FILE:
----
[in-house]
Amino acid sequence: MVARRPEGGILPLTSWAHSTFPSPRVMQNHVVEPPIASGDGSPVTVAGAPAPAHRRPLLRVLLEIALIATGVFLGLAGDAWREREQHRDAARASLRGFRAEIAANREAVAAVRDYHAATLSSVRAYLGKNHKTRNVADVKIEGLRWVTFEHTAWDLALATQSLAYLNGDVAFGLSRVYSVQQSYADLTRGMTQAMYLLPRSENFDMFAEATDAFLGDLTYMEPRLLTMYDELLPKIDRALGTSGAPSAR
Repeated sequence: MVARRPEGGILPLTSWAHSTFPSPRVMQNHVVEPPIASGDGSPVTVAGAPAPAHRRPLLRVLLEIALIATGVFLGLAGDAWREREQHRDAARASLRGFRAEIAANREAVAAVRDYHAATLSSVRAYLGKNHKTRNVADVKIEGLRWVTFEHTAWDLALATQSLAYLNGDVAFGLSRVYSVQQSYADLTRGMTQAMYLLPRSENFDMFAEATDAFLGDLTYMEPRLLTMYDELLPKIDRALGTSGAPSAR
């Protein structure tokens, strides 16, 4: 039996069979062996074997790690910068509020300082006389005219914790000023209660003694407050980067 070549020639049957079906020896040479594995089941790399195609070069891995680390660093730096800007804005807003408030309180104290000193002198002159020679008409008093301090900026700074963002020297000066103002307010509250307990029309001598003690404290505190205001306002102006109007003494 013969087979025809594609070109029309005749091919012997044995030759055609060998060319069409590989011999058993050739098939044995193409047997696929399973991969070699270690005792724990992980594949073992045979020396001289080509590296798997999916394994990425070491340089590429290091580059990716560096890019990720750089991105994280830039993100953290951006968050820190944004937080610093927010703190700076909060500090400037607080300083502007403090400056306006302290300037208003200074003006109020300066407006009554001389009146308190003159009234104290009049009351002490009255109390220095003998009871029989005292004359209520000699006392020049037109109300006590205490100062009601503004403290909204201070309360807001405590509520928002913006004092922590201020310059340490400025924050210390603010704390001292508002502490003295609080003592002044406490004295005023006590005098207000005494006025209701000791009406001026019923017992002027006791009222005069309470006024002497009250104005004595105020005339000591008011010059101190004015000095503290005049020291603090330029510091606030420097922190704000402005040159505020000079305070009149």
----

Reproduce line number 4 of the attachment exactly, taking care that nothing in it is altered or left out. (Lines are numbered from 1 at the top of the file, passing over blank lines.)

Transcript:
């Protein structure tokens, strides 16, 4: 039996069979062996074997790690910068509020300082006389005219914790000023209660003694407050980067 070549020639049957079906020896040479594995089941790399195609070069891995680390660093730096800007804005807003408030309180104290000193002198002159020679008409008093301090900026700074963002020297000066103002307010509250307990029309001598003690404290505190205001306002102006109007003494 013969087979025809594609070109029309005749091919012997044995030759055609060998060319069409590989011999058993050739098939044995193409047997696929399973991969070699270690005792724990992980594949073992045979020396001289080509590296798997999916394994990425070491340089590429290091580059990716560096890019990720750089991105994280830039993100953290951006968050820190944004937080610093927010703190700076909060500090400037607080300083502007403090400056306006302290300037208003200074003006109020300066407006009554001389009146308190003159009234104290009049009351002490009255109390220095003998009871029989005292004359209520000699006392020049037109109300006590205490100062009601503004403290909204201070309360807001405590509520928002913006004092922590201020310059340490400025924050210390603010704390001292508002502490003295609080003592002044406490004295005023006590005098207000005494006025209701000791009406001026019923017992002027006791009222005069309470006024002497009250104005004595105020005339000591008011010059101190004015000095503290005049020291603090330029510091606030420097922190704000402005040159505020000079305070009149």